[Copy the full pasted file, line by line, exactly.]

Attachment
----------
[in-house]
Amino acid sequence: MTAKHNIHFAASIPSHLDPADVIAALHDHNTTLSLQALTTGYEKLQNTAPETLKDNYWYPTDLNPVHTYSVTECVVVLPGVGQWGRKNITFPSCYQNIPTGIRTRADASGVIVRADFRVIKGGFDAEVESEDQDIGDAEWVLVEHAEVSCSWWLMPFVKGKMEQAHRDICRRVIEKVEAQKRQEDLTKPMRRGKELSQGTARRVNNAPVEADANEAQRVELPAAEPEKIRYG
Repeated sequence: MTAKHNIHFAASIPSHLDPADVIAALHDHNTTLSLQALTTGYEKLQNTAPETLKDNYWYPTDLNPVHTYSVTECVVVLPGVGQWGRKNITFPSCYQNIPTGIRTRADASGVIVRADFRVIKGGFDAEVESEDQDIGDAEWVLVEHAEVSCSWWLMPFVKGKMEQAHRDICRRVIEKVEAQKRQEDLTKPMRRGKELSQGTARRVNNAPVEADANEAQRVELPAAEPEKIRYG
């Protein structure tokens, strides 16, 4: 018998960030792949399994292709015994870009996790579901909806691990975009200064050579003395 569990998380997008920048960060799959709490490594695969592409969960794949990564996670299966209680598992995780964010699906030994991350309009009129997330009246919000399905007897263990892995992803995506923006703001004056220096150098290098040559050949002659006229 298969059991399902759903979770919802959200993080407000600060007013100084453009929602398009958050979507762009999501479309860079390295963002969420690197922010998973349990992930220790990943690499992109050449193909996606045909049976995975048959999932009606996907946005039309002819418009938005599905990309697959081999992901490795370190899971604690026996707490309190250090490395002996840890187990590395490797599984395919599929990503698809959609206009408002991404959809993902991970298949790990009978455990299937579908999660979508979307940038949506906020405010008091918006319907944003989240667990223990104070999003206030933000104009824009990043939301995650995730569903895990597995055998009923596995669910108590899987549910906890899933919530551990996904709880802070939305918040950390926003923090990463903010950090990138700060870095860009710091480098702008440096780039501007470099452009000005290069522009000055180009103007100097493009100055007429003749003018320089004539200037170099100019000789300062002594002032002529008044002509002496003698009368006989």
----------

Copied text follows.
[in-house]
Amino acid sequence: MTAKHNIHFAASIPSHLDPADVIAALHDHNTTLSLQALTTGYEKLQNTAPETLKDNYWYPTDLNPVHTYSVTECVVVLPGVGQWGRKNITFPSCYQNIPTGIRTRADASGVIVRADFRVIKGGFDAEVESEDQDIGDAEWVLVEHAEVSCSWWLMPFVKGKMEQAHRDICRRVIEKVEAQKRQEDLTKPMRRGKELSQGTARRVNNAPVEADANEAQRVELPAAEPEKIRYG
Repeated sequence: MTAKHNIHFAASIPSHLDPADVIAALHDHNTTLSLQALTTGYEKLQNTAPETLKDNYWYPTDLNPVHTYSVTECVVVLPGVGQWGRKNITFPSCYQNIPTGIRTRADASGVIVRADFRVIKGGFDAEVESEDQDIGDAEWVLVEHAEVSCSWWLMPFVKGKMEQAHRDICRRVIEKVEAQKRQEDLTKPMRRGKELSQGTARRVNNAPVEADANEAQRVELPAAEPEKIRYG
């Protein structure tokens, strides 16, 4: 018998960030792949399994292709015994870009996790579901909806691990975009200064050579003395 569990998380997008920048960060799959709490490594695969592409969960794949990564996670299966209680598992995780964010699906030994991350309009009129997330009246919000399905007897263990892995992803995506923006703001004056220096150098290098040559050949002659006229 298969059991399902759903979770919802959200993080407000600060007013100084453009929602398009958050979507762009999501479309860079390295963002969420690197922010998973349990992930220790990943690499992109050449193909996606045909049976995975048959999932009606996907946005039309002819418009938005599905990309697959081999992901490795370190899971604690026996707490309190250090490395002996840890187990590395490797599984395919599929990503698809959609206009408002991404959809993902991970298949790990009978455990299937579908999660979508979307940038949506906020405010008091918006319907944003989240667990223990104070999003206030933000104009824009990043939301995650995730569903895990597995055998009923596995669910108590899987549910906890899933919530551990996904709880802070939305918040950390926003923090990463903010950090990138700060870095860009710091480098702008440096780039501007470099452009000005290069522009000055180009103007100097493009100055007429003749003018320089004539200037170099100019000789300062002594002032002529008044002509002496003698009368006989």